Chancellor launches hunt for next Bank of England boss
THE search has been launched to find a replacement for Mark Carney as the next Governor of the Bank of England when he stands down next January.
Chancellor Philip Hammond praised Mr Carney's "steady hand" in the role and said it was "vital" to find the right successor to ensure the ongoing strength of the economy.
Mr Carney took up the post on July 1 2013 and will step down on January 31 next year, having extended his tenure twice.
But Brexit, a slowing economy and a crumbling Government in complete chaos are just some of the challenges a new man or woman will face.
The Treasury will employ a specialist head hunter and said the recruitment process has been designed to ensure the "most qualified candidate is appointed from the broadest possible pool of applicants".
It expects to hold interviews over the summer, with the appointment being made in the autumn.
The next Governor will be paid £480,000 a year - a salary that has remained at this level throughout Mr Carney's tenure.
In the job description for the role, the Treasury said it welcomes candidates "irrespective of age, gender, ethnicity, sexual orientation or disability".
Candidates must be able to commit to an eight-year term, it added.
Among those in the running is Andrew Bailey, a bank veteran and current head of the Financial Conduct Authority, who is seen as a safe pair of hands.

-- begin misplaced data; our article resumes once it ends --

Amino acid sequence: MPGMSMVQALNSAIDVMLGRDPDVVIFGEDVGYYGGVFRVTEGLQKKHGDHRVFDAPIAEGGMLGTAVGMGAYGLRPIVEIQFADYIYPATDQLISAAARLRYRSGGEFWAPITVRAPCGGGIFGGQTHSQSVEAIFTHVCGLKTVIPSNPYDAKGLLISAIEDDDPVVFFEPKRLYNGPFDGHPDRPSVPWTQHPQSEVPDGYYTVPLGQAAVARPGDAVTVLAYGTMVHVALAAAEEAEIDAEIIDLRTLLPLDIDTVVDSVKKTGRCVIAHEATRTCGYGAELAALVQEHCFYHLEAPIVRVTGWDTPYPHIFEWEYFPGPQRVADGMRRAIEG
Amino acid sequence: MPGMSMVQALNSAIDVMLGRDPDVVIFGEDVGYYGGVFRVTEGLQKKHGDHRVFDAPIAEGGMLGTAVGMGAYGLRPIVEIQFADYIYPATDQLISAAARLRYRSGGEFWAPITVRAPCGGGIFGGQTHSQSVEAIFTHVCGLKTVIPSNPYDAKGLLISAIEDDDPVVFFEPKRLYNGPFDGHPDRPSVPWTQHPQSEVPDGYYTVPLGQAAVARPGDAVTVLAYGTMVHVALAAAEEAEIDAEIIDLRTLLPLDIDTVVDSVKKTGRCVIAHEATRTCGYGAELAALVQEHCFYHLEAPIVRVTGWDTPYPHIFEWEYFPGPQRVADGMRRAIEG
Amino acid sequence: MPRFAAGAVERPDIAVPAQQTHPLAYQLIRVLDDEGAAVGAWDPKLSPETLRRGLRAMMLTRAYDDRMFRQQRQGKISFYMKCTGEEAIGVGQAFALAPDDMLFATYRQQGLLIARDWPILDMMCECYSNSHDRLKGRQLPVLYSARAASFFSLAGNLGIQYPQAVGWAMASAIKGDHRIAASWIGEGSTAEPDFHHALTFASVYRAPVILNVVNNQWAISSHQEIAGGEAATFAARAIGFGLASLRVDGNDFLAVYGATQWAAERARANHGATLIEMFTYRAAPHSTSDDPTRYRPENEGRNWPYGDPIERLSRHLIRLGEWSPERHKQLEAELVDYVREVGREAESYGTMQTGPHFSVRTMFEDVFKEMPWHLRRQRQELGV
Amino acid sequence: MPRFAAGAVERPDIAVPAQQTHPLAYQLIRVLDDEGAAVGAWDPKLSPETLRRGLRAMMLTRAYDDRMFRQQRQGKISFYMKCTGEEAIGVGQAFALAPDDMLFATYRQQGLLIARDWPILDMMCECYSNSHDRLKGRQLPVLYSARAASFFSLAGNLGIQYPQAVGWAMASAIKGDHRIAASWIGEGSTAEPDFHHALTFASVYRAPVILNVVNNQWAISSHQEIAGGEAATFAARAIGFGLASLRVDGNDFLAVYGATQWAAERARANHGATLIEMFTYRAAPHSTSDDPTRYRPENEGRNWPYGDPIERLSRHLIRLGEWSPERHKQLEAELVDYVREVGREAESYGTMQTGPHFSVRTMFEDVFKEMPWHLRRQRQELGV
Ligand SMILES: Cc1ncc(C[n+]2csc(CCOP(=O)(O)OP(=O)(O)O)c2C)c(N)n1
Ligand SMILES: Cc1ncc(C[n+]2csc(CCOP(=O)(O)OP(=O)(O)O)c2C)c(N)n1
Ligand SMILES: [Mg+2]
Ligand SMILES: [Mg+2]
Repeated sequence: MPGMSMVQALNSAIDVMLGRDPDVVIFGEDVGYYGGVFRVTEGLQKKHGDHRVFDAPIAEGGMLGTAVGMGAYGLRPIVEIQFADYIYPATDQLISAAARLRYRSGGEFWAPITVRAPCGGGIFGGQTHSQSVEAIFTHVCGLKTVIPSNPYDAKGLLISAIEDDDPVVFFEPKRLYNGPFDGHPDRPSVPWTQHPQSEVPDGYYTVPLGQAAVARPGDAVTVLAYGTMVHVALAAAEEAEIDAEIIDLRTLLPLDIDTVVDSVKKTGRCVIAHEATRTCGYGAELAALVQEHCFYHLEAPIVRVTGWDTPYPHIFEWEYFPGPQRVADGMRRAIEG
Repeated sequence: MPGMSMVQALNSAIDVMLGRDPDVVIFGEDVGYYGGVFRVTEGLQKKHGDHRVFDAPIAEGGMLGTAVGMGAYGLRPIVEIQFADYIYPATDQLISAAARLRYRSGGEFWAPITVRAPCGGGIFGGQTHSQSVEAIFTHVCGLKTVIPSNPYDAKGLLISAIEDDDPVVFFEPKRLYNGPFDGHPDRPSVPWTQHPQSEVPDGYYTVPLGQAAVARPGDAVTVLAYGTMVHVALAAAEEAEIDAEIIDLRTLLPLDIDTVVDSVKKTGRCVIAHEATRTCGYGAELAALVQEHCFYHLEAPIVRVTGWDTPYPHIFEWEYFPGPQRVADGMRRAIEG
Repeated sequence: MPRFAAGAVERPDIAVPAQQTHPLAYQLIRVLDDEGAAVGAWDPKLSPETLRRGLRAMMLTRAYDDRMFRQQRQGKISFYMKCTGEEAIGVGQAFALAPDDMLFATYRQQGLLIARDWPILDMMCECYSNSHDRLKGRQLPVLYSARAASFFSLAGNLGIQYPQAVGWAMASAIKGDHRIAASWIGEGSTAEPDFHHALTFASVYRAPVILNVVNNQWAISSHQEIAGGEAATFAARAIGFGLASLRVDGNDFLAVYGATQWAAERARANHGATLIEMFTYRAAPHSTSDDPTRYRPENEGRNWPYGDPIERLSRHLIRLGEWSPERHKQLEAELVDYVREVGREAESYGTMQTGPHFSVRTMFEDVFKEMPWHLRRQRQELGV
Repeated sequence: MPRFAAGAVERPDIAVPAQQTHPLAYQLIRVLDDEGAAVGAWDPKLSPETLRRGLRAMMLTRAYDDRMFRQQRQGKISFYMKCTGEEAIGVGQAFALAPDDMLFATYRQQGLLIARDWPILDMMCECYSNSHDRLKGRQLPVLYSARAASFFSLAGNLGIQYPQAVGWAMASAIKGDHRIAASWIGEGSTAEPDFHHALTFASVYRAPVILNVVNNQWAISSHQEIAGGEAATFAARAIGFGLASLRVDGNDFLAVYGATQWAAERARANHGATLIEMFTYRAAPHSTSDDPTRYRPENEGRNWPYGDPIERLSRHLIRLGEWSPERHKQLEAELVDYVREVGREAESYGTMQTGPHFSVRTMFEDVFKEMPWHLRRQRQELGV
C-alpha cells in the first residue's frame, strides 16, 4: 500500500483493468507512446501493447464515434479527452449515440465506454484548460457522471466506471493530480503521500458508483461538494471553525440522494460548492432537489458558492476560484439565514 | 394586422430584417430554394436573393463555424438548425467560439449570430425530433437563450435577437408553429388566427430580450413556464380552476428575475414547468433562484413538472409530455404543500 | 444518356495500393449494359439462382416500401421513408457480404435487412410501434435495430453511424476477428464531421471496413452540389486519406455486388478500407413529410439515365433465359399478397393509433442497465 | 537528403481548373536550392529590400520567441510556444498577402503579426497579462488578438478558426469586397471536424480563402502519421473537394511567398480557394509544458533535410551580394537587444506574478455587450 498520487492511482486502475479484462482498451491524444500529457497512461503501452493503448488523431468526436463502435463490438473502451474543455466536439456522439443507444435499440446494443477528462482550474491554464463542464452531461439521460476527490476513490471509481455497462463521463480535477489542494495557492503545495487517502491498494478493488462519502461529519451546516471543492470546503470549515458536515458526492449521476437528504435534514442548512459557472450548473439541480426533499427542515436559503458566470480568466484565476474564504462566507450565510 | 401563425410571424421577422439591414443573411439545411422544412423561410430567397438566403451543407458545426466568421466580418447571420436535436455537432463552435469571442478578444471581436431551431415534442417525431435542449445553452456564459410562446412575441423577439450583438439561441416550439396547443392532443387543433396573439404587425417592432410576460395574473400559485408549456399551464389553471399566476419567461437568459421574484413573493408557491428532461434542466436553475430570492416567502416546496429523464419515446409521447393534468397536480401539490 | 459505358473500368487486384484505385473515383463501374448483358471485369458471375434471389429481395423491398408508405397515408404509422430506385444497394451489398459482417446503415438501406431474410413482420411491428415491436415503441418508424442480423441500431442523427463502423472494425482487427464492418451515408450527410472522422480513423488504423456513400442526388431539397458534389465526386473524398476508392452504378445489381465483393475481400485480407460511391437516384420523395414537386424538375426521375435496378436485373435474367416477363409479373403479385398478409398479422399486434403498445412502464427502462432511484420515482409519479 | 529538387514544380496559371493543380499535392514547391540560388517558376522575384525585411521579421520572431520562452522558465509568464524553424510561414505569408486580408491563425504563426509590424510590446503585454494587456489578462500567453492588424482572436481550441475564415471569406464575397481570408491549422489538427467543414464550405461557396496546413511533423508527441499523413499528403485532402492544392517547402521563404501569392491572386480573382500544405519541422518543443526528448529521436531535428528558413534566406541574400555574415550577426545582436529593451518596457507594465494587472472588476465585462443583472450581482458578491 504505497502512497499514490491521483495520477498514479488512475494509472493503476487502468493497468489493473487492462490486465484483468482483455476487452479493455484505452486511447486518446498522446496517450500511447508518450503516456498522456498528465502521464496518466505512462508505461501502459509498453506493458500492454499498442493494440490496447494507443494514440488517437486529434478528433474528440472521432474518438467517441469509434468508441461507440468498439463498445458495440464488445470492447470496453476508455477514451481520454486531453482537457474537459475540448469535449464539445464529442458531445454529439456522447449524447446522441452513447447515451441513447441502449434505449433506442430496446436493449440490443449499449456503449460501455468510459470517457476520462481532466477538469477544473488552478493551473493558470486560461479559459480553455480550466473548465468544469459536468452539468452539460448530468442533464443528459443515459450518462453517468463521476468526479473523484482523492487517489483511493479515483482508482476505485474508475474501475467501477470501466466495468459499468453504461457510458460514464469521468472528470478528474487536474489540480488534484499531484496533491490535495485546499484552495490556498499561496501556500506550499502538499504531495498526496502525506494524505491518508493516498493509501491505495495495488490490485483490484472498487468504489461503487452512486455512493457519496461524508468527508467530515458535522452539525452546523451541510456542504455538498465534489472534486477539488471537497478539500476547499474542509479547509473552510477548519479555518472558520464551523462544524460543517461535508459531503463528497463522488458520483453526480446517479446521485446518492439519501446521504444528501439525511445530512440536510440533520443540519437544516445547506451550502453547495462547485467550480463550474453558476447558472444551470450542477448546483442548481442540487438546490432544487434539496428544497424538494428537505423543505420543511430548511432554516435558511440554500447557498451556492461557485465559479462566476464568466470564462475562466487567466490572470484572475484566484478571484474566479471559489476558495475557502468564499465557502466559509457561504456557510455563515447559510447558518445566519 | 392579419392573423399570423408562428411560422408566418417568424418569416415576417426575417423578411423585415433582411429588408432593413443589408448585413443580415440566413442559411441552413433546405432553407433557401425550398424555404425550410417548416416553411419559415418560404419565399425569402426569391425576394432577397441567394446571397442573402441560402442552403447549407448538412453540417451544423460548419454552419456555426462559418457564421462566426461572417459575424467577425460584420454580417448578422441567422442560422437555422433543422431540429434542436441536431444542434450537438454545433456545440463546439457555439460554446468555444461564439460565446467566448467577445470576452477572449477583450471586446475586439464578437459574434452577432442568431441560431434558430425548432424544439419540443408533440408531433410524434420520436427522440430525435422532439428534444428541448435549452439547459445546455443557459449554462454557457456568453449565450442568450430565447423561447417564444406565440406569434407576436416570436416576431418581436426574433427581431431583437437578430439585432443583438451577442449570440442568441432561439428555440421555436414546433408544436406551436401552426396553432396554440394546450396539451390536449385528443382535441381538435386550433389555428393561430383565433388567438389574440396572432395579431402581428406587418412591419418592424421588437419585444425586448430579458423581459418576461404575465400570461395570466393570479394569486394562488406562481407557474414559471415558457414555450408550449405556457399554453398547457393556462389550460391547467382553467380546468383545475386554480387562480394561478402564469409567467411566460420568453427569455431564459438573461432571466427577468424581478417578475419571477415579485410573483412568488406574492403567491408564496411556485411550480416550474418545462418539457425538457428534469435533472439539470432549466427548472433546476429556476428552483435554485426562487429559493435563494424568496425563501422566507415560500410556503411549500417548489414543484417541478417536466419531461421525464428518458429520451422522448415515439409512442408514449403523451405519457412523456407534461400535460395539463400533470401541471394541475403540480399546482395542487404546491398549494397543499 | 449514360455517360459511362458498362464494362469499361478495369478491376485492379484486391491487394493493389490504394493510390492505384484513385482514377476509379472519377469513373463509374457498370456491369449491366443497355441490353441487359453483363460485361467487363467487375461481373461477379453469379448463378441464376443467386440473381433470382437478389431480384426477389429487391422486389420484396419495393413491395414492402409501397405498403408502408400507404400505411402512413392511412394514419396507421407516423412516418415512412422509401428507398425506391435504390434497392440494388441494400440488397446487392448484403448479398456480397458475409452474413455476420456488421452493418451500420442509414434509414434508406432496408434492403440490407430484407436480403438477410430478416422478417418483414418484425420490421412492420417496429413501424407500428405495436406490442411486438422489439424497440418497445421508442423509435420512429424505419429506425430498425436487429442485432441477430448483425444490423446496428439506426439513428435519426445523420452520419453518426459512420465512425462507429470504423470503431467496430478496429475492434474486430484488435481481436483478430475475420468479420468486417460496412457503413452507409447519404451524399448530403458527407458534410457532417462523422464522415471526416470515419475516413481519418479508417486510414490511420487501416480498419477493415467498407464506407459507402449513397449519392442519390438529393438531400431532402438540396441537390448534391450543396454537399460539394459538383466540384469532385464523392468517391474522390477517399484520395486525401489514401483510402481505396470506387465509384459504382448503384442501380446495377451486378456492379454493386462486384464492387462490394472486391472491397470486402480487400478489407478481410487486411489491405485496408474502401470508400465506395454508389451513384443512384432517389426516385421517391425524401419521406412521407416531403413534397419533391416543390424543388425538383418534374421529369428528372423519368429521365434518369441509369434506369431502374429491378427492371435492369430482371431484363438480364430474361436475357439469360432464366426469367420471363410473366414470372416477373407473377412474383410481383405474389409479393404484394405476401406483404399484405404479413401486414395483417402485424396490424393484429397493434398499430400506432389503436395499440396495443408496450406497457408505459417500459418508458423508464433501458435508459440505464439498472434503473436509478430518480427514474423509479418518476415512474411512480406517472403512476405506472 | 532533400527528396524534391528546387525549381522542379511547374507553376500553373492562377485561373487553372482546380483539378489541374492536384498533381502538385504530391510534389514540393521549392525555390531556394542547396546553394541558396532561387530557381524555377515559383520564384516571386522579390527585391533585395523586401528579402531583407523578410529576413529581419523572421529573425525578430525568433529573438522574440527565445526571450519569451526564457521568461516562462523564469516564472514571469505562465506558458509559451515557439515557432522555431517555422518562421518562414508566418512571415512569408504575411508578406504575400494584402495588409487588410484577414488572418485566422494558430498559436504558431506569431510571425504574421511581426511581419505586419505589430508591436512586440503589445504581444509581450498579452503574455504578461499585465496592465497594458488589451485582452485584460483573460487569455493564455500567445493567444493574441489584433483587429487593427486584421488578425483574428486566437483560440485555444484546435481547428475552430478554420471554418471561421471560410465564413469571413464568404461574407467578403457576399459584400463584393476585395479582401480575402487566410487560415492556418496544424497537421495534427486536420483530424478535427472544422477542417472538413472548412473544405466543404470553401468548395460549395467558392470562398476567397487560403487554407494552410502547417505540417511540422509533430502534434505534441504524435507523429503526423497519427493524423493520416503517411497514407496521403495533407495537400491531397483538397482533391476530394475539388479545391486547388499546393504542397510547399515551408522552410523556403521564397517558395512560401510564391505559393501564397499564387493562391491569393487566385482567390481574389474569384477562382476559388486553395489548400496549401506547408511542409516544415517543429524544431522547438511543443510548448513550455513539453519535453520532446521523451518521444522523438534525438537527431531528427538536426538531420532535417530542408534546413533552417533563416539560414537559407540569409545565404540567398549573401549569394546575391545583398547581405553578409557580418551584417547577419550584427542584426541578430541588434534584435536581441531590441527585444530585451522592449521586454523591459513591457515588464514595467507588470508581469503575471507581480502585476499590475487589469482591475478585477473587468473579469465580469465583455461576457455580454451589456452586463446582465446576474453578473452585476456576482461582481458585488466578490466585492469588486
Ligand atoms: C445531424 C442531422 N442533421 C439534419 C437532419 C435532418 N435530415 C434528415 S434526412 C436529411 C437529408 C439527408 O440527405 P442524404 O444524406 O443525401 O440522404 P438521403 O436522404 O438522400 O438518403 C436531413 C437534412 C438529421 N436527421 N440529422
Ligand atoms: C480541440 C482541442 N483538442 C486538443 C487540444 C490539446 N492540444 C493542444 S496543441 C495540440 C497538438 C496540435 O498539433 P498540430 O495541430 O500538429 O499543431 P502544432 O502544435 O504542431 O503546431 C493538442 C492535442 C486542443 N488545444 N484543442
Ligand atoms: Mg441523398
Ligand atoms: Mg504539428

He was previously deputy governor for Prudential Regulation and chief executive of the Prudential Regulation Authority. The Englishman has also worked at the Bank as chief cashier and head of the special resolution unit. Other roles include governor's private secretary.
Others in the running should include Andrew Haldane, who started his career at Threadneedle Street in 1989, and currently serves as chief economist.
As well as being a member of the Monetary Policy Committee, he also chairs the Government's Industrial Strategy Council. With degrees in economics from Sheffield and Warwick universities, he would be one of the few Britons vying for the role who did not attend an Oxbridge institution.
Among the other potential candidates are Raghuram Rajan, ex-governor of the Reserve Bank of India; Shriti Vadera, the Ugandan-born chairwoman of Santander UK; Minouche Shafik, the Bank's deputy governor of markets and banking between 2014 and 2017; and Sharon White, who has headed communications watchdog Ofcom since 2015.
Mr Hammond paid tribute to Mr Carney's leadership. He said: "His steady hand has helped steer the UK economy through a challenging period and we are now seeing stable, low inflation and the fastest wage growth in over a decade.
"And under Mark's leadership the Bank of England has been at the forefront of reforms to make our financial system safer and more accountable."
Mr Carney said in 2016 that he would stay for an extra year after his tenure ended - until June 2018 - but was then persuaded by Mr Hammond to extend his term by another seven months to help ease disruption from Brexit at a critical time.
But the Canadian's time at the helm has been marred over the past two years, with the Governor and the Bank's Monetary Policy Committee (MPC) coming under heavy criticism over their handling of communications surrounding Brexit.
In particular, the Bank's doomsday scenario report on Brexit led to accusations of collusion with the Government and "implausible" forecasts.
Former MPC member David "Danny" Blanchflower recently said Mr Carney was leaving a "poisoned chalice" for his successor, claiming the role had become too politicised.
He said he believed Mr Hammond would struggle to find candidates to replace Mr Carney.